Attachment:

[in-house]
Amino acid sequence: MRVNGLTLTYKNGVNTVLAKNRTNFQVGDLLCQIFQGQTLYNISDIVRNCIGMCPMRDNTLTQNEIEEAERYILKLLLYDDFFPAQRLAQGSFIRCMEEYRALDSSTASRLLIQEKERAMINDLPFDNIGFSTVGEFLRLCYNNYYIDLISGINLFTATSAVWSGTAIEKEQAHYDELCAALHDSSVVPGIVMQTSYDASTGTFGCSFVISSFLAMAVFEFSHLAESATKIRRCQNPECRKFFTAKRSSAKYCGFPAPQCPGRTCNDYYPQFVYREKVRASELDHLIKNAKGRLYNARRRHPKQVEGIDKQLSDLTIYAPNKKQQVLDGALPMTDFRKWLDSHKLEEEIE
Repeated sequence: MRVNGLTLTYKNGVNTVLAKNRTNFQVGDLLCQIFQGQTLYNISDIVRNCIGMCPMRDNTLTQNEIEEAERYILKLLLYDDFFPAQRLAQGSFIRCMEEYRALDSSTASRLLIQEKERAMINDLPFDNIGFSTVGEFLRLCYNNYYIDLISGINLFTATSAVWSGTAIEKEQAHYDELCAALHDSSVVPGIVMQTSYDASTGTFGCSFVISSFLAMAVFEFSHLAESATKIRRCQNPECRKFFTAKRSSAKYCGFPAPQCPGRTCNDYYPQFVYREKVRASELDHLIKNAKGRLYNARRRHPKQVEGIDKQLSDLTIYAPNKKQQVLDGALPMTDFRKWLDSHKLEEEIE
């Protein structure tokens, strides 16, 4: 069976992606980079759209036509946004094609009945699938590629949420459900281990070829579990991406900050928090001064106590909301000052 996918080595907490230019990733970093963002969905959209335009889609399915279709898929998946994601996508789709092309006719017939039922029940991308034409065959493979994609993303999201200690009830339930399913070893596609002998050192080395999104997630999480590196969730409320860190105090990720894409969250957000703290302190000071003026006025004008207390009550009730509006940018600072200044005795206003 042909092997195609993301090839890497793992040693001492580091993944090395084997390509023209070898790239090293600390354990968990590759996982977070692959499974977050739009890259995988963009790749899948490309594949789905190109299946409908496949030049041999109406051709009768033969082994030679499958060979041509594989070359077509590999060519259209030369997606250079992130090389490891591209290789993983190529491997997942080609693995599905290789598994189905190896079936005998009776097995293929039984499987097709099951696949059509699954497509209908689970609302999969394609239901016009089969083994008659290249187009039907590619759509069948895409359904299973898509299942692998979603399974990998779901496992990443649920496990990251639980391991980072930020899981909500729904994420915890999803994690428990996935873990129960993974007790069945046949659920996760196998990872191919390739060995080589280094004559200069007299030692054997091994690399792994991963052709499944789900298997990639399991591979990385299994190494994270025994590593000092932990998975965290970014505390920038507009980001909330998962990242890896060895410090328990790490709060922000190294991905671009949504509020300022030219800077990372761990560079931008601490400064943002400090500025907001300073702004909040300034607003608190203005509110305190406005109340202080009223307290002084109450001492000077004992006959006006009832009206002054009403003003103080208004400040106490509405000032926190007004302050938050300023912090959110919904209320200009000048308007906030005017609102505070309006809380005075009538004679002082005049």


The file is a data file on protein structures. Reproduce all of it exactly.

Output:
[in-house]
Amino acid sequence: MRVNGLTLTYKNGVNTVLAKNRTNFQVGDLLCQIFQGQTLYNISDIVRNCIGMCPMRDNTLTQNEIEEAERYILKLLLYDDFFPAQRLAQGSFIRCMEEYRALDSSTASRLLIQEKERAMINDLPFDNIGFSTVGEFLRLCYNNYYIDLISGINLFTATSAVWSGTAIEKEQAHYDELCAALHDSSVVPGIVMQTSYDASTGTFGCSFVISSFLAMAVFEFSHLAESATKIRRCQNPECRKFFTAKRSSAKYCGFPAPQCPGRTCNDYYPQFVYREKVRASELDHLIKNAKGRLYNARRRHPKQVEGIDKQLSDLTIYAPNKKQQVLDGALPMTDFRKWLDSHKLEEEIE
Repeated sequence: MRVNGLTLTYKNGVNTVLAKNRTNFQVGDLLCQIFQGQTLYNISDIVRNCIGMCPMRDNTLTQNEIEEAERYILKLLLYDDFFPAQRLAQGSFIRCMEEYRALDSSTASRLLIQEKERAMINDLPFDNIGFSTVGEFLRLCYNNYYIDLISGINLFTATSAVWSGTAIEKEQAHYDELCAALHDSSVVPGIVMQTSYDASTGTFGCSFVISSFLAMAVFEFSHLAESATKIRRCQNPECRKFFTAKRSSAKYCGFPAPQCPGRTCNDYYPQFVYREKVRASELDHLIKNAKGRLYNARRRHPKQVEGIDKQLSDLTIYAPNKKQQVLDGALPMTDFRKWLDSHKLEEEIE
């Protein structure tokens, strides 16, 4: 069976992606980079759209036509946004094609009945699938590629949420459900281990070829579990991406900050928090001064106590909301000052 996918080595907490230019990733970093963002969905959209335009889609399915279709898929998946994601996508789709092309006719017939039922029940991308034409065959493979994609993303999201200690009830339930399913070893596609002998050192080395999104997630999480590196969730409320860190105090990720894409969250957000703290302190000071003026006025004008207390009550009730509006940018600072200044005795206003 042909092997195609993301090839890497793992040693001492580091993944090395084997390509023209070898790239090293600390354990968990590759996982977070692959499974977050739009890259995988963009790749899948490309594949789905190109299946409908496949030049041999109406051709009768033969082994030679499958060979041509594989070359077509590999060519259209030369997606250079992130090389490891591209290789993983190529491997997942080609693995599905290789598994189905190896079936005998009776097995293929039984499987097709099951696949059509699954497509209908689970609302999969394609239901016009089969083994008659290249187009039907590619759509069948895409359904299973898509299942692998979603399974990998779901496992990443649920496990990251639980391991980072930020899981909500729904994420915890999803994690428990996935873990129960993974007790069945046949659920996760196998990872191919390739060995080589280094004559200069007299030692054997091994690399792994991963052709499944789900298997990639399991591979990385299994190494994270025994590593000092932990998975965290970014505390920038507009980001909330998962990242890896060895410090328990790490709060922000190294991905671009949504509020300022030219800077990372761990560079931008601490400064943002400090500025907001300073702004909040300034607003608190203005509110305190406005109340202080009223307290002084109450001492000077004992006959006006009832009206002054009403003003103080208004400040106490509405000032926190007004302050938050300023912090959110919904209320200009000048308007906030005017609102505070309006809380005075009538004679002082005049």